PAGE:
Susan Bradley/Windows Secrets Newsletter
Three little-known apps from Microsoft
Digital photography gives us the freedom to take hundreds of photos and videos of places and people, at very little expense — so many images, that family and friends might be blasé at best about your latest efforts.
But three little-known apps from Microsoft can put some unexpected novelty back into your images.
Microsoft’s department of unusual software
Most of the images we take get little more than an adjustment here and there. But today’s image-editing tools let you do things with photos you never could do with film. Surprisingly, some of the more oddball image/video-editing tools can be found at Microsoft Research, a place where all kinds of curious applications are created and tested. Some of the more successful apps become official Microsoft products. Most of the apps are for exceptionally technical uses, but a few will appeal to average PC users.
Three examples are Photosynth, Image Composite Editor, and Cliplets. The first two let you (with the help of a supporting website) turn multiple photos into a single interactive experience. Your jaded friends might be impressed by the ability to view photographed objects from various angles and to scroll through a scene too wide to fit on the screen.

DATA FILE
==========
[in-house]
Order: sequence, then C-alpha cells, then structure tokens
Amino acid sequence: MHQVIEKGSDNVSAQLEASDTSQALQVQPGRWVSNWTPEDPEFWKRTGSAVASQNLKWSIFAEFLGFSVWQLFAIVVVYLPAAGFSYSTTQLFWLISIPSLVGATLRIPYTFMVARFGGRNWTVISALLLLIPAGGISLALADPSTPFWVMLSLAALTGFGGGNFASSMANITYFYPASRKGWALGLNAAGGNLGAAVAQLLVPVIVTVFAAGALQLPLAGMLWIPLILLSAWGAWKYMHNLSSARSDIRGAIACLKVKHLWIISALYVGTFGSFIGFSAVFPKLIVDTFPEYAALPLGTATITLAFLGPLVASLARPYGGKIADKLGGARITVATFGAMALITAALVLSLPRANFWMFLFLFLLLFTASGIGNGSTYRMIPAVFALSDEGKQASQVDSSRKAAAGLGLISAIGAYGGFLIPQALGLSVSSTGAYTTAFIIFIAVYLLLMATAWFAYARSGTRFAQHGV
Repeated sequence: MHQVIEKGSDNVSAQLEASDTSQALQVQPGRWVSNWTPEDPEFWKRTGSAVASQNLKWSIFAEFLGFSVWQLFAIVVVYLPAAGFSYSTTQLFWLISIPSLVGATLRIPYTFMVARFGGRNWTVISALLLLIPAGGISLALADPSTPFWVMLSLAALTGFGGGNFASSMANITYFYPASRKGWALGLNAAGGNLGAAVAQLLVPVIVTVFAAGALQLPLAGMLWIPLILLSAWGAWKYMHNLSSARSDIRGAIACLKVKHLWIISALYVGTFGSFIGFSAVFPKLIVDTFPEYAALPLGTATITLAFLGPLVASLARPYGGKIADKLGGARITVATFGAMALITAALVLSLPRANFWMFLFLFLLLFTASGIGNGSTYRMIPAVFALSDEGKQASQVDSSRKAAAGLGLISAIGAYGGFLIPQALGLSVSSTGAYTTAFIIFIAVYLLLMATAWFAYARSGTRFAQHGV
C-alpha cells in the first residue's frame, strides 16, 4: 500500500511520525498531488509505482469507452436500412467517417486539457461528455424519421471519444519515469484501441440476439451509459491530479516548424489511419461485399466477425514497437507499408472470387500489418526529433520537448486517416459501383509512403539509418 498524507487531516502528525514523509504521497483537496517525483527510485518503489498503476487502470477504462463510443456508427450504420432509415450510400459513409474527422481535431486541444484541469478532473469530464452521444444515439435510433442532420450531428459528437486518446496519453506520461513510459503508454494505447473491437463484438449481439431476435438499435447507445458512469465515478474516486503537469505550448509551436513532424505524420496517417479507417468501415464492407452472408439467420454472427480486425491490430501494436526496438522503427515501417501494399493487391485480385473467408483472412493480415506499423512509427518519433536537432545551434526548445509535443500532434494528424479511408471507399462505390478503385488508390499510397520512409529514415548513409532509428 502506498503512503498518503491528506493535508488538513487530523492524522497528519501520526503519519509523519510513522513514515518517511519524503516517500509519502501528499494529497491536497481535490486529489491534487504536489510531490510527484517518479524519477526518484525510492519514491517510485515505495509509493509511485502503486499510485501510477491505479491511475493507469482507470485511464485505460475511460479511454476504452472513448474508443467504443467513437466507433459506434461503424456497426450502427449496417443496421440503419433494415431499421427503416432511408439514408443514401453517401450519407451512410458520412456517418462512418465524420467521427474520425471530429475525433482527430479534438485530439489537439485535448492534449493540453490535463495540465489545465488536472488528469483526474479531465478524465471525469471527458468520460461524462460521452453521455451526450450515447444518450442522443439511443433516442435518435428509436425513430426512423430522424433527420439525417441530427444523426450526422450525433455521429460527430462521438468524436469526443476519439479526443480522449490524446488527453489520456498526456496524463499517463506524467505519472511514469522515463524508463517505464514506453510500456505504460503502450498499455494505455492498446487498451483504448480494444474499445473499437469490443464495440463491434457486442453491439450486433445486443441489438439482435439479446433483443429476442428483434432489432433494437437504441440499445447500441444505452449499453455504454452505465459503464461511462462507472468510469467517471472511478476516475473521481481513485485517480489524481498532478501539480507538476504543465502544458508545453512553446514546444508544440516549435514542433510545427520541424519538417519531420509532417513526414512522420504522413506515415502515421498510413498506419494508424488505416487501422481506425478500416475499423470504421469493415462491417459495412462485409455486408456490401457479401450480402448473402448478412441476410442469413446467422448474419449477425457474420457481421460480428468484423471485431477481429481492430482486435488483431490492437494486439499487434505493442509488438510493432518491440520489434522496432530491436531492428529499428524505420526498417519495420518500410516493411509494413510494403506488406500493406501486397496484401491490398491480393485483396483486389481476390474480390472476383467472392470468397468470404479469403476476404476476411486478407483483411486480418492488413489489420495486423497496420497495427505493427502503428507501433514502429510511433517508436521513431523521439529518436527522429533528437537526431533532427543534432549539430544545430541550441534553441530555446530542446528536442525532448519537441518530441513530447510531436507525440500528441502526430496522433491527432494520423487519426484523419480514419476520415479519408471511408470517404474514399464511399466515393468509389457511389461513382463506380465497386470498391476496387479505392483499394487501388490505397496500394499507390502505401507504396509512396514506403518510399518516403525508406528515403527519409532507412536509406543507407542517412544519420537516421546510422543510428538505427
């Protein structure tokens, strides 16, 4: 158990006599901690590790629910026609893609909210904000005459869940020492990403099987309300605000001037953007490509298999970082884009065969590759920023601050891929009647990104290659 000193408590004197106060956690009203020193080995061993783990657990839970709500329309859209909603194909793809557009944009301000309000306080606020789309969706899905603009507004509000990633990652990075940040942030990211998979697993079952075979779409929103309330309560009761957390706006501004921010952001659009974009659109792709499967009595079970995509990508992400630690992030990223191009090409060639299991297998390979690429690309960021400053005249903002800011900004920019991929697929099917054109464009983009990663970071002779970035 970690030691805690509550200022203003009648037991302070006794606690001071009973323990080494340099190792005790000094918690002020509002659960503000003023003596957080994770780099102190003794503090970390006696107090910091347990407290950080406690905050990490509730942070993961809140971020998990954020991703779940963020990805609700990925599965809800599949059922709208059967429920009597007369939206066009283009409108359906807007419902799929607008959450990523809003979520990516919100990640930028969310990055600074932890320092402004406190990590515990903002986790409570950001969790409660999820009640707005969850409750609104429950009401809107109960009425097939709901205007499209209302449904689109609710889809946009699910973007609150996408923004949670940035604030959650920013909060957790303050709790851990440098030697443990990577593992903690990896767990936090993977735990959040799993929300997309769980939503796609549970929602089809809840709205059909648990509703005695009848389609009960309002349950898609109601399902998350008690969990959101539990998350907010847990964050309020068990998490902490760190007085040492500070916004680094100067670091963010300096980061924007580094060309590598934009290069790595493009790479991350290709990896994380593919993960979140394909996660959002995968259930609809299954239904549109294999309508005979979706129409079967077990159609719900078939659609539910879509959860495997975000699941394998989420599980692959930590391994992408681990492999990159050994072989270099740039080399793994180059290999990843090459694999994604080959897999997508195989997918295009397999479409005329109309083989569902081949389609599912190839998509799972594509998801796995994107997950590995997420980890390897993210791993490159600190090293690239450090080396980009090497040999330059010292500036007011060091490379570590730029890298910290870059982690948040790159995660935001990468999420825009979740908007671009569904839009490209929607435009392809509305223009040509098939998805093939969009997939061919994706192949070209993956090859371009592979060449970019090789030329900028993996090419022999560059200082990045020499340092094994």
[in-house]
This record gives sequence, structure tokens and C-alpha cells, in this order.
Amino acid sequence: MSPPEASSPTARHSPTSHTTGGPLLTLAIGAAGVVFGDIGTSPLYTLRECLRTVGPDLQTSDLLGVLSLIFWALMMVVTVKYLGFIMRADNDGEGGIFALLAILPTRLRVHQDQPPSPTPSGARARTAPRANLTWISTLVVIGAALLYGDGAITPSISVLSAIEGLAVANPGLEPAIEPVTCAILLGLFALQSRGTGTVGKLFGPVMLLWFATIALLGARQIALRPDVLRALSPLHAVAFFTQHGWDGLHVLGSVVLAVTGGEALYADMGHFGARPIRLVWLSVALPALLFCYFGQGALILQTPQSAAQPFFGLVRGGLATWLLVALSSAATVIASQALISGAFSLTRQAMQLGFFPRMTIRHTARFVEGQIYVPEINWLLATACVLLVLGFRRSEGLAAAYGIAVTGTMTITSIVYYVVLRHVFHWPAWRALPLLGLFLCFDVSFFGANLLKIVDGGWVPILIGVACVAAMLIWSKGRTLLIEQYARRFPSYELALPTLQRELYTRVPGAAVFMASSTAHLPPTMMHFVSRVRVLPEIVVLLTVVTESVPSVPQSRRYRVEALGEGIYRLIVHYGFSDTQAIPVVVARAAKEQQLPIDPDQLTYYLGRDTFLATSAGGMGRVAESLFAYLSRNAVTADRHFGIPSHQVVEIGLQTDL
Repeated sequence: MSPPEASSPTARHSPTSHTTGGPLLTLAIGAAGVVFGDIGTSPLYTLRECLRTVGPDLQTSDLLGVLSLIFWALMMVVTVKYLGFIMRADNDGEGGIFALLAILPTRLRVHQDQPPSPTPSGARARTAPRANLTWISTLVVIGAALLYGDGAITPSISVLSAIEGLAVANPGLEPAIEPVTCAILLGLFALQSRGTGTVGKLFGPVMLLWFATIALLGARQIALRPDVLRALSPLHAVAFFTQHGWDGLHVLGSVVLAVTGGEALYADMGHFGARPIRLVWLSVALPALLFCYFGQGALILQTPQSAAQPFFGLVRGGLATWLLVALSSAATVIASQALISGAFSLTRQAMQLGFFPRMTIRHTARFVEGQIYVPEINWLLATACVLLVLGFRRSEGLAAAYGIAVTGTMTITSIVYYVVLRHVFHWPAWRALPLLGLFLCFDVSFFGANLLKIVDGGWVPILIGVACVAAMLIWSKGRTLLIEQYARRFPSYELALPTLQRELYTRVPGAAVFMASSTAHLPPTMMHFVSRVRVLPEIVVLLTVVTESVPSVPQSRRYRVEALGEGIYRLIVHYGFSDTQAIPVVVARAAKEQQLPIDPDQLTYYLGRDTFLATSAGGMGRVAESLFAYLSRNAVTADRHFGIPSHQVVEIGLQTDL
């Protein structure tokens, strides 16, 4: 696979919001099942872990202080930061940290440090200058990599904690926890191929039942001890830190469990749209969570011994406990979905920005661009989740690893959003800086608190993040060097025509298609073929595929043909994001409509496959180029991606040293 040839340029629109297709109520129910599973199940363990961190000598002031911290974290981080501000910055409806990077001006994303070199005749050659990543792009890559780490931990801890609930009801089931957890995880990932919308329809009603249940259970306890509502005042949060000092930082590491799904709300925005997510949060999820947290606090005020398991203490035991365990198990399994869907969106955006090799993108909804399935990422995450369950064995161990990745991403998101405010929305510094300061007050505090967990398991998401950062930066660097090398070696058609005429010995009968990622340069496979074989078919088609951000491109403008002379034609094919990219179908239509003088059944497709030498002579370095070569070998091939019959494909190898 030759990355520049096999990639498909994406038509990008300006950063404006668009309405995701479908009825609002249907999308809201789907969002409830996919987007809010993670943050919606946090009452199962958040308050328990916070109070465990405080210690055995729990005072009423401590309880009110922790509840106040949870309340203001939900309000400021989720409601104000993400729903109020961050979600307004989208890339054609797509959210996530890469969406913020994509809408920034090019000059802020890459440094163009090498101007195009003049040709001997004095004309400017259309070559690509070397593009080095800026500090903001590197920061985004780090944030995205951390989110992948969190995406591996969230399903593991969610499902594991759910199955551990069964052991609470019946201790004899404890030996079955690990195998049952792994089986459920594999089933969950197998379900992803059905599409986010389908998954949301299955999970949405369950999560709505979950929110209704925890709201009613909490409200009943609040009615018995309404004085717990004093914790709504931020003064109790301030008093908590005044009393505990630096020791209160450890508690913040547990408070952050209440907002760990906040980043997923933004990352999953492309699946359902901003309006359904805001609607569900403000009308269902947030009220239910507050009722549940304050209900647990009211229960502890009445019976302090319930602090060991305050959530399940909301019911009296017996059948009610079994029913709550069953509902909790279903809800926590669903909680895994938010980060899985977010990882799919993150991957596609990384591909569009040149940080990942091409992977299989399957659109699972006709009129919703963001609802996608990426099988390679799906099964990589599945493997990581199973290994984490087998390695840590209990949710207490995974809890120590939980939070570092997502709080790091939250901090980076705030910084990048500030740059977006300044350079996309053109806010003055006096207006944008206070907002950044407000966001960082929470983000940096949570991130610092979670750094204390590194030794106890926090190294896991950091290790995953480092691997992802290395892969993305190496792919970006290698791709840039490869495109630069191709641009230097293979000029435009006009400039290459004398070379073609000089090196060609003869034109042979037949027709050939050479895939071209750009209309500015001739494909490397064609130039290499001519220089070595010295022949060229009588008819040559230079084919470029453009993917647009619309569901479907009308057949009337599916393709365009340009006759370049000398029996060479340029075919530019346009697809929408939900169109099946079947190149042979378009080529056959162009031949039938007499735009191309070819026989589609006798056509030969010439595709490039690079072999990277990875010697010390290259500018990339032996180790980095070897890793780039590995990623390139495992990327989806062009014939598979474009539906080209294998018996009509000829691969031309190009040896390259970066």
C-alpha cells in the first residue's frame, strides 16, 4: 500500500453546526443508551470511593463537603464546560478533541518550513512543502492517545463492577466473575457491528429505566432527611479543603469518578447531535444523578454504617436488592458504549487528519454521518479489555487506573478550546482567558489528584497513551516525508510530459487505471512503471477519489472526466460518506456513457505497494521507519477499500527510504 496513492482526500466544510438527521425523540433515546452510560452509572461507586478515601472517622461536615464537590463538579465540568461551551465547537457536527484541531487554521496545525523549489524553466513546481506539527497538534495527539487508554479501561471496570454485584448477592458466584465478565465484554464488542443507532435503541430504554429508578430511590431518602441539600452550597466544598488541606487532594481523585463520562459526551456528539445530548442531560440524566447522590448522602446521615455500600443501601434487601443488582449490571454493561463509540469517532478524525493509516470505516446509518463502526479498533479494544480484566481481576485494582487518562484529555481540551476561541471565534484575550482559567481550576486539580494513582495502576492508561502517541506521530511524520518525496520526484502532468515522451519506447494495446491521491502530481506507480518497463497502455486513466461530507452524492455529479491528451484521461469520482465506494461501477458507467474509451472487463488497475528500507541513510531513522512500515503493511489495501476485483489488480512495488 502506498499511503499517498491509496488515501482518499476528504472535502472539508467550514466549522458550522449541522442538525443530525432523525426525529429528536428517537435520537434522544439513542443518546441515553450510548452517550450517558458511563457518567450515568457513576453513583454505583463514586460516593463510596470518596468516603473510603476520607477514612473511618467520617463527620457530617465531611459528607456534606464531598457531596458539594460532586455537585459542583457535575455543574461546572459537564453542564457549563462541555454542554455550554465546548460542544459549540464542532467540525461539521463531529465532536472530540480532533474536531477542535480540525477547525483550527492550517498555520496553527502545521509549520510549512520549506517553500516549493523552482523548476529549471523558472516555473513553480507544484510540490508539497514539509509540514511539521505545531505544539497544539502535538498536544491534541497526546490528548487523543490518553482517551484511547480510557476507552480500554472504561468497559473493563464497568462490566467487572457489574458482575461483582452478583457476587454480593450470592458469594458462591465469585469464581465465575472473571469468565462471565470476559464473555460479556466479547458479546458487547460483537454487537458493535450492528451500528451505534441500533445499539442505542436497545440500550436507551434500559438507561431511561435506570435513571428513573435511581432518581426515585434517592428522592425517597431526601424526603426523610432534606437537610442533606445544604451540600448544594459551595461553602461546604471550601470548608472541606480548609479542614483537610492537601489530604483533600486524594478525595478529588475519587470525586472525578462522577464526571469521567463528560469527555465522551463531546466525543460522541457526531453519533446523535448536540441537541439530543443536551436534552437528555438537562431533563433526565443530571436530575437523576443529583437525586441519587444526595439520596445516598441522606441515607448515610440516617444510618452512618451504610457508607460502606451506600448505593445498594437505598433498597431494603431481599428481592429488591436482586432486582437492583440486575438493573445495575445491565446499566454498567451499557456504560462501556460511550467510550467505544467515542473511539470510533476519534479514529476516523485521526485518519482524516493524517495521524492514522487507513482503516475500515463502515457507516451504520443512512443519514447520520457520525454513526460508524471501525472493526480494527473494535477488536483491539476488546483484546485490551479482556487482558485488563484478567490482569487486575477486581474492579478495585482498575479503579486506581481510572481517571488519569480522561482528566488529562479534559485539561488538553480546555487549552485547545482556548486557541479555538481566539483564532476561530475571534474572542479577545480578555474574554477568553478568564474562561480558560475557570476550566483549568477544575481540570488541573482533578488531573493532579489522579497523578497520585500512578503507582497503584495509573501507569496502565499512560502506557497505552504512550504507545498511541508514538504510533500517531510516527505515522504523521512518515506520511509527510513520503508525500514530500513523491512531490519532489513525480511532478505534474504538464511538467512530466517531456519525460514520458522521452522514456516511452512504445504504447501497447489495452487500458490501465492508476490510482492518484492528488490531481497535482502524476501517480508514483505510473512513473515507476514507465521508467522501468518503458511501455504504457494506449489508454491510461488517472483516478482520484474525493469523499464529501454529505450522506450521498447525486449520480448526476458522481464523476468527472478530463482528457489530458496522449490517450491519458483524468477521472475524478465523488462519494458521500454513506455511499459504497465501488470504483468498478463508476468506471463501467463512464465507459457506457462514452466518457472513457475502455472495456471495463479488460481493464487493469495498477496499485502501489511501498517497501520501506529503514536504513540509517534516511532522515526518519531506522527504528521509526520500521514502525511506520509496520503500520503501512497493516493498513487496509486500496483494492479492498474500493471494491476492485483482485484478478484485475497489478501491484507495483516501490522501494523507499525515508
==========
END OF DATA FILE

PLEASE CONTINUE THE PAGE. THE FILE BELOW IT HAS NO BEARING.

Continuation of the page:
Cliplets can take a normal video and freeze parts of the image at a single frame while allowing other parts of the image to continue moving. You don’t need a special Microsoft website to share these videos; YouTube will do.
These are specialty programs that do particular jobs. They’re not vital for practicing the art and craft of photography, but they’re fun.
1. Photosynth: Examining a subject from all sides
In real life, we typically examine objects by moving them around — or moving ourselves — to see their fronts, sides, and backs. Try that with a photograph, and all you’ll get is the blank side of a print or the wrong end of a monitor.
Photosynth — a combination of software and website — lets you create a rough analog of that real-world experience. To get an idea of how this works, check out my flower-bouquet study on the Photosynth site, shown in Figure 1. Note how the image rotates to a slightly different perspective when you click an arrow. The results are far from perfect but fun to play with. (The site does a better job of displaying panoramas, as discussed in the following section.)
This excerpt appears with permission from Windows Secrets Newsletter.
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